Working in the landscape garden of Compton Verney is a real treat. On any given day I can see a new-to-me bird species, a flower bloom for the first time of the season or a unique cloud formation. Just now, the structure of the site is changing as deciduous shrubs and trees gain their leaves, closing off vistas and increasing the intimacy of the woodland walks.
Right now, as the ground begins to warm, the herbaceous woodland plants shoot from bare ground, with Dog’s Mercury and Lords-and-ladies, amongst others sprinkled liberally around. Daffodils are slowly going-over whilst other ornamental plants emerge from their winter rest.
The site is very active with numerous projects still in full swing. As the new welcome centre nears completion, attention has turned to the landscaping. The new path network will join with previously restored paths, and grading of the surrounding area needs completing before we can turn our attention to planting.
Across the lake, on Capability Brown’s grassy banks, wind flower, or Anemone blanda now look splendid once again, and elsewhere wild tulips are still holding their form and intense yellow colour.
Whilst we still have an arm full of bare-root plants to insert in our new ‘Wilderness Area’, our attention has had to turn to an even more pressing matter, that of our new allotment feature. This is a short-term allotment that we’re adding for 2016 in support of the summer exhibition titled Britain in the 1950’s – Design and Aspiration.
Thus far we have installed a fence to keep marauding rabbits away from the intended crops, and have cut new ground for the main vegetable beds. The ground, typically is still cold and claggy, but we’re getting stuck in (literally) with soil improvement on-site, and seed sowing into modules off-site.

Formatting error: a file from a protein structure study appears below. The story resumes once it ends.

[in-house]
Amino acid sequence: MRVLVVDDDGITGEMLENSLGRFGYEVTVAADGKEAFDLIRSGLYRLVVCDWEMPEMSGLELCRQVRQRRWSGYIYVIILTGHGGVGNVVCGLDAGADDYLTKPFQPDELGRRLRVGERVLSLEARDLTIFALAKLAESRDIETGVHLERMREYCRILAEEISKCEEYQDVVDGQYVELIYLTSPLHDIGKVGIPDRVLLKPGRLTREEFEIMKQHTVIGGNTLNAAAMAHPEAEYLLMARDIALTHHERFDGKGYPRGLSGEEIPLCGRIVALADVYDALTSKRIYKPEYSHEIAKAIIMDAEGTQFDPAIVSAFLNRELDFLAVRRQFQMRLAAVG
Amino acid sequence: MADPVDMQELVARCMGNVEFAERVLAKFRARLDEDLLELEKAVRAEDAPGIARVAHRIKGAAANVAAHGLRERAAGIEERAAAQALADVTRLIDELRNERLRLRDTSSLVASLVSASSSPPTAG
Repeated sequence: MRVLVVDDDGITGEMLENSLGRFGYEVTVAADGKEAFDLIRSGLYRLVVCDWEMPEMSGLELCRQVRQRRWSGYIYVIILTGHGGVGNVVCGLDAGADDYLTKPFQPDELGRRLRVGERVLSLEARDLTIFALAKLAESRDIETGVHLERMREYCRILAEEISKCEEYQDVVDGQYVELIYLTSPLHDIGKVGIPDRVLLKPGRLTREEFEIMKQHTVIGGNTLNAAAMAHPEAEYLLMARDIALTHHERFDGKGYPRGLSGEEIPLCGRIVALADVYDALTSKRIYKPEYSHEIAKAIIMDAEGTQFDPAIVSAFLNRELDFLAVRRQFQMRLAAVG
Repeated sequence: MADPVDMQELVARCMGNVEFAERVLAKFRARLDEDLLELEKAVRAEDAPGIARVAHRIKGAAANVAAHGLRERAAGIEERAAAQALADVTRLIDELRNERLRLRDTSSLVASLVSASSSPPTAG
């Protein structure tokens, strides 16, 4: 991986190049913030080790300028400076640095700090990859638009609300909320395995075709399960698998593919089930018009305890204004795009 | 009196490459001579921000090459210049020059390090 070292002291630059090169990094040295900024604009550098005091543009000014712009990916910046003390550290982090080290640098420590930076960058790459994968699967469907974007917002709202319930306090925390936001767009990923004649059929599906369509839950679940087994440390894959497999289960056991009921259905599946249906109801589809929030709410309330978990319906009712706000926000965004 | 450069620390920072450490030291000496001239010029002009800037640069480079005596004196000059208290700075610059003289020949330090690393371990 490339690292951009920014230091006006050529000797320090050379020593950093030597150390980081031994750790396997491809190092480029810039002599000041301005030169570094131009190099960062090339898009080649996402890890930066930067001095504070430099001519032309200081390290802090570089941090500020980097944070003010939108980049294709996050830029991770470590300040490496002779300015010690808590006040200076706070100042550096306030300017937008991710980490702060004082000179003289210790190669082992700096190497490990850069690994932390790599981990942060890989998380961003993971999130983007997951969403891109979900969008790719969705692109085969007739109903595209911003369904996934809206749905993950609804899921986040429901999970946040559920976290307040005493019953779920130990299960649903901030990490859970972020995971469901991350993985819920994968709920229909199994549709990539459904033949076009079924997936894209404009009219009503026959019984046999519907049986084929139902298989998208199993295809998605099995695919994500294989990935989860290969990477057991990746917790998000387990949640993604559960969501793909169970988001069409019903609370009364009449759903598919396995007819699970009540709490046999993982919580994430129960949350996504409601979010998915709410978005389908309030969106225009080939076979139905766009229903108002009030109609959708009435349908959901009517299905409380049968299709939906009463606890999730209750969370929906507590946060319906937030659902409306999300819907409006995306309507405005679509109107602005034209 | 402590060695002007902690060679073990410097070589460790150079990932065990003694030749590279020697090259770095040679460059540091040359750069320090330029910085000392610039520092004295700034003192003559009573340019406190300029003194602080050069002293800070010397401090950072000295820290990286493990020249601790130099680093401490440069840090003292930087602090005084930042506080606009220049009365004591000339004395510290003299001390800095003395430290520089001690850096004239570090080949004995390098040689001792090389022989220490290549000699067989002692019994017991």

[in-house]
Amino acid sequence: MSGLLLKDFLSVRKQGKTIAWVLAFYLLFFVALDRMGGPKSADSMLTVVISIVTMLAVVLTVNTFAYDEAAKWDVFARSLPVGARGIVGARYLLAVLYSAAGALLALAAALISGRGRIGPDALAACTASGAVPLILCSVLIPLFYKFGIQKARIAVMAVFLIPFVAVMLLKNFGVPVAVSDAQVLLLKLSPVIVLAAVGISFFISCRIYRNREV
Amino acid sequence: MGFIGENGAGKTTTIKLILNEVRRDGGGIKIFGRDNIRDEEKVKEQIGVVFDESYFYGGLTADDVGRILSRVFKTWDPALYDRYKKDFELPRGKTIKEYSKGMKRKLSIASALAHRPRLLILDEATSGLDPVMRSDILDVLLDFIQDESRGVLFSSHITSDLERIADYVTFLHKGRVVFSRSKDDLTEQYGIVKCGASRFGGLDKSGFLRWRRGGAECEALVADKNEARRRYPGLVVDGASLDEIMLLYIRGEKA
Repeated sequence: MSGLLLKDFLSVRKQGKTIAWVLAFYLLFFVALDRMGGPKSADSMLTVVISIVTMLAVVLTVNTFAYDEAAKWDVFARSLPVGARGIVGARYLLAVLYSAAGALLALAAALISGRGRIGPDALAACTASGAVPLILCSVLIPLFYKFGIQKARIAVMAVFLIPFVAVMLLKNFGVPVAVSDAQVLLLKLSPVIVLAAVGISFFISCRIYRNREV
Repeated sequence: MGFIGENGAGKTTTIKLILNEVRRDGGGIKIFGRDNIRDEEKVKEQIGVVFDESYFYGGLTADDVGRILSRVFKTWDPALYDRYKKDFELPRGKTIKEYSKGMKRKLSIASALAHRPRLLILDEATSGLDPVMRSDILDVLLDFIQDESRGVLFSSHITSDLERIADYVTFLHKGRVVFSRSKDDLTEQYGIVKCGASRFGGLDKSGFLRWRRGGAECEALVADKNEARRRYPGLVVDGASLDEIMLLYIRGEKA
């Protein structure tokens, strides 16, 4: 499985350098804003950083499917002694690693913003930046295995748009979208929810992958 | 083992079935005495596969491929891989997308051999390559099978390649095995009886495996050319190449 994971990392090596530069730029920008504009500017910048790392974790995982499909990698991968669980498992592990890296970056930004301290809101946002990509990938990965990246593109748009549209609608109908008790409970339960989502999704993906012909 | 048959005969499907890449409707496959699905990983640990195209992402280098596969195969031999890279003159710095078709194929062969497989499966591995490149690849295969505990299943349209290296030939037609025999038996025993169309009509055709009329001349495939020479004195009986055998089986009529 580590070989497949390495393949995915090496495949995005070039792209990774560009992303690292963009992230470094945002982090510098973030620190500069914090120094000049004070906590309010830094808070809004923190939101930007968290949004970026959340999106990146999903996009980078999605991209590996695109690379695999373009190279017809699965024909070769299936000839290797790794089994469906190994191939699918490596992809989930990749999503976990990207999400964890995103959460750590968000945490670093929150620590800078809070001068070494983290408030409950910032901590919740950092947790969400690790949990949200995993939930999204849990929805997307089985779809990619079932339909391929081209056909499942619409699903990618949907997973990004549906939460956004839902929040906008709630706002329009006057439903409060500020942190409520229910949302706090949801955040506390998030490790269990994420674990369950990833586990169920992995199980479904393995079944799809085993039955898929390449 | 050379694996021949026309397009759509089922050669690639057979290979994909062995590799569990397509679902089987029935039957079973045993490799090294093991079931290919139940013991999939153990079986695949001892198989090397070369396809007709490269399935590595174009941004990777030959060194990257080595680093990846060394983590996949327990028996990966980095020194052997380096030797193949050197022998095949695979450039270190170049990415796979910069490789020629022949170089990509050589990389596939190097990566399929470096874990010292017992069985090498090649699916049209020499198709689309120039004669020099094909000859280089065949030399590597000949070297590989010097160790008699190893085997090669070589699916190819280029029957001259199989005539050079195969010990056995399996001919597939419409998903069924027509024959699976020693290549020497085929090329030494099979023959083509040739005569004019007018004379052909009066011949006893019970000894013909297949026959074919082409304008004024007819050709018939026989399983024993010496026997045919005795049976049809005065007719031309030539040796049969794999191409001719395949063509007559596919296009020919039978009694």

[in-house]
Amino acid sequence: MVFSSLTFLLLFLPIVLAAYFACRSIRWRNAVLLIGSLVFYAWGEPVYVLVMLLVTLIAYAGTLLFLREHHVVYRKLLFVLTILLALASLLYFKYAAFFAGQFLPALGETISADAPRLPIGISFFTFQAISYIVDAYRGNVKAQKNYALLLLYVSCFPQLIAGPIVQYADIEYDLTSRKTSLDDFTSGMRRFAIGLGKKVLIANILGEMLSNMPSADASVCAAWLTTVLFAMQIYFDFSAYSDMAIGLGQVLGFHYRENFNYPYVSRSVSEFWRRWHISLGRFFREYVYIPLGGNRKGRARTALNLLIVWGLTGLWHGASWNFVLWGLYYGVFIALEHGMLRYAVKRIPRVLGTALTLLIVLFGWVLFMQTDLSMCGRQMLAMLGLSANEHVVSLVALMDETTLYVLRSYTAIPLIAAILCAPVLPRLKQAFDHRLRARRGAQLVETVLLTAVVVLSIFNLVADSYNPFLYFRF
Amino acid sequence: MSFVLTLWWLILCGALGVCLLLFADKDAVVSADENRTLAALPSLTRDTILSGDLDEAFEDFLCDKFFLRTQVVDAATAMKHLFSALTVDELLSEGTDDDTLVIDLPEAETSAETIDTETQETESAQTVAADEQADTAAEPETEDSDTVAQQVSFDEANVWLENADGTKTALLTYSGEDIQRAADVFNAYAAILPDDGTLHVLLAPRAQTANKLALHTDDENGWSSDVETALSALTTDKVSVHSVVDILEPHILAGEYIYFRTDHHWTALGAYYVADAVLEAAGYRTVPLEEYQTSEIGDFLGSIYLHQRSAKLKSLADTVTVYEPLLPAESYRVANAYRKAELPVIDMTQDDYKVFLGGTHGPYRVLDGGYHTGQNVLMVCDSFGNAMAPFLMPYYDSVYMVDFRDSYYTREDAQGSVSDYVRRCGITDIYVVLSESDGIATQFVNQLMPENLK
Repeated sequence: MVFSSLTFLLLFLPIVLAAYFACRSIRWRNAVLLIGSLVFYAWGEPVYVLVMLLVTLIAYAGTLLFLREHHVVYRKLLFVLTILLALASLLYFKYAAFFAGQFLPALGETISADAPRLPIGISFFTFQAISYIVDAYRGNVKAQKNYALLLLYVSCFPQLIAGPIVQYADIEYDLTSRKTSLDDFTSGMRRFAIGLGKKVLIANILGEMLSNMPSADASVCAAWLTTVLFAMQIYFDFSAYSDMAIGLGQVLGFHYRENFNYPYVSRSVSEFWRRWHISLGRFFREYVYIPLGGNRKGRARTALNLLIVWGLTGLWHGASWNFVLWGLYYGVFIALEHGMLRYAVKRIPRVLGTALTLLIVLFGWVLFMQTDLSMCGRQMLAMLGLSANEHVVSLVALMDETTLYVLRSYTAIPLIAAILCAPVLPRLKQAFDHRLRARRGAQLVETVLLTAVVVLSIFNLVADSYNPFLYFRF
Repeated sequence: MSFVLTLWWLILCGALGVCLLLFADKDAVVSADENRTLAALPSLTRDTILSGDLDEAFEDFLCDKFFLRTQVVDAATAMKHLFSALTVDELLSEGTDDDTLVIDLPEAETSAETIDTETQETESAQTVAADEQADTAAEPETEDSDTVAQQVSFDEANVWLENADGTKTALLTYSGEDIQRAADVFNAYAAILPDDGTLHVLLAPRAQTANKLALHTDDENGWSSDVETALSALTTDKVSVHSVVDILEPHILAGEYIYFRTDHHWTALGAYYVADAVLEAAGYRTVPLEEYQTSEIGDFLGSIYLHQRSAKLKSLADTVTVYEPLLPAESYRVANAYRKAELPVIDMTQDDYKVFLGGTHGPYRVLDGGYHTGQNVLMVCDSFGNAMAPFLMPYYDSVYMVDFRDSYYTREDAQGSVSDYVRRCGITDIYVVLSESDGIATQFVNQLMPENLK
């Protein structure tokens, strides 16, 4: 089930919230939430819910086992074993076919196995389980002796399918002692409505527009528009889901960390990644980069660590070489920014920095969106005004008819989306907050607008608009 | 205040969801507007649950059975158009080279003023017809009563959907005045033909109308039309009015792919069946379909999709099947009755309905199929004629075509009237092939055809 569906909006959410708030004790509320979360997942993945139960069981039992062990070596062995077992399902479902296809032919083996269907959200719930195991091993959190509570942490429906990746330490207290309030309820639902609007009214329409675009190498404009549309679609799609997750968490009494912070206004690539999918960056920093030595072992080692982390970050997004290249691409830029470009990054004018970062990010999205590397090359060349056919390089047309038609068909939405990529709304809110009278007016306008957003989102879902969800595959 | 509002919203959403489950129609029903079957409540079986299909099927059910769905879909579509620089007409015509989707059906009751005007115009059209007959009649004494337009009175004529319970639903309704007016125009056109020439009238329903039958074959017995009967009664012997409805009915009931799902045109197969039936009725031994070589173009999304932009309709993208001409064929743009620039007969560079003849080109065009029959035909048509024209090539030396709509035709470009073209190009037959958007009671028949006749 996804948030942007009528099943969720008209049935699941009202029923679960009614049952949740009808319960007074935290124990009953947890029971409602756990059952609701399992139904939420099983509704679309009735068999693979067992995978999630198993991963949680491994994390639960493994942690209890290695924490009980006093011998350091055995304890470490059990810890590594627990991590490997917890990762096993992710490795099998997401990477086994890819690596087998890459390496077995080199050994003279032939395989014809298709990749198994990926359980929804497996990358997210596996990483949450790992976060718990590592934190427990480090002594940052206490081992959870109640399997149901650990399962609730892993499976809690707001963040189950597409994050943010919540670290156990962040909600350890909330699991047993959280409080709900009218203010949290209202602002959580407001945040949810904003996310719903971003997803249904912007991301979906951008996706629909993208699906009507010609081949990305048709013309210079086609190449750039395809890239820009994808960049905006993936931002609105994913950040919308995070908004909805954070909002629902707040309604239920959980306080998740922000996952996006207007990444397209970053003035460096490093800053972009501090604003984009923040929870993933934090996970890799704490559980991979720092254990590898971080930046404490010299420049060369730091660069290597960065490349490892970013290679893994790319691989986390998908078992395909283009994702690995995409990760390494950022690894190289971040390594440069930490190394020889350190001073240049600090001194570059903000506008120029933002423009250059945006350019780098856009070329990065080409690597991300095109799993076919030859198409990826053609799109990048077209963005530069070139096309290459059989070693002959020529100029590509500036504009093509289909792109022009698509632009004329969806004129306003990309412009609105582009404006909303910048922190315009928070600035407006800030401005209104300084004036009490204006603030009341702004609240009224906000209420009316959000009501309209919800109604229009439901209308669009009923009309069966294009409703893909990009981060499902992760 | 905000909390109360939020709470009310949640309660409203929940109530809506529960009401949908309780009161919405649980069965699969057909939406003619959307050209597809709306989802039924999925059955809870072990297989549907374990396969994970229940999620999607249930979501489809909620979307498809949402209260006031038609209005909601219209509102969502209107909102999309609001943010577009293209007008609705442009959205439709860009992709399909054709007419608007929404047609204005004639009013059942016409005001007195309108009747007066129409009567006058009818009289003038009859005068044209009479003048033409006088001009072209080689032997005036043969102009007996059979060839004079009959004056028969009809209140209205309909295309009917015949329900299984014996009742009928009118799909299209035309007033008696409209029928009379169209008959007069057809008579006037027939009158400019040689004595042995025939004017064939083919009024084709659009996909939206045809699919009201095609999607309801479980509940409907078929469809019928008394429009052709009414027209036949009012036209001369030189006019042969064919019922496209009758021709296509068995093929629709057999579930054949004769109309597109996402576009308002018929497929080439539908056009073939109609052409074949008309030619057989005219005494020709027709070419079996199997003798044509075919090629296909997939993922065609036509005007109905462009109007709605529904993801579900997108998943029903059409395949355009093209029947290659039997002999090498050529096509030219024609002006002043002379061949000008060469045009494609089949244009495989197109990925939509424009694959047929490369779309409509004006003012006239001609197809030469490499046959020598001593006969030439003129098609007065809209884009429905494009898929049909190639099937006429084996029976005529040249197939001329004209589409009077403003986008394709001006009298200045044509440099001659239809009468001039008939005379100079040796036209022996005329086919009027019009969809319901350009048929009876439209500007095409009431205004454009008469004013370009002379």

We have some time yet to get the allotment up to speed, but have set the bar high by opting to use plant varieties that were available to 1950’s gardeners, whilst also growing them chemical free. It would seem that whilst the organic movement was getting going in the fifties, many gardeners were still turning to chemicals to keep pests at bay – we’ll not be taking this path!
We’re looking to re-create the feeling of being down on the allotment, and will as you’d expect be adding an authentic shed, cold frame and all manner of water collectors! If you have any spare items from the period that might add to the atmosphere, we’d love to hear from you. (The gardeners would be particularly thankful for some old but comfy outdoor chairs!)
The 1950’s allotment is already (ahead of its summer/autumn focus period) getting a good deal of attention as visitors stop to see what we’re up to, and we’re certainly looking forward to seeing the crops rise from a previously blank canvas. I’ll be posting about the progress throughout the season.
Before I sign off, can I just mention that applications are still welcome for the new position of Horticultural Apprentice at Compton Verney, so please do pass on the knowledge if you know someone who might be interested. For more information, click here.
Gary Webb, Head of Landscape & Garden at Compton Verney.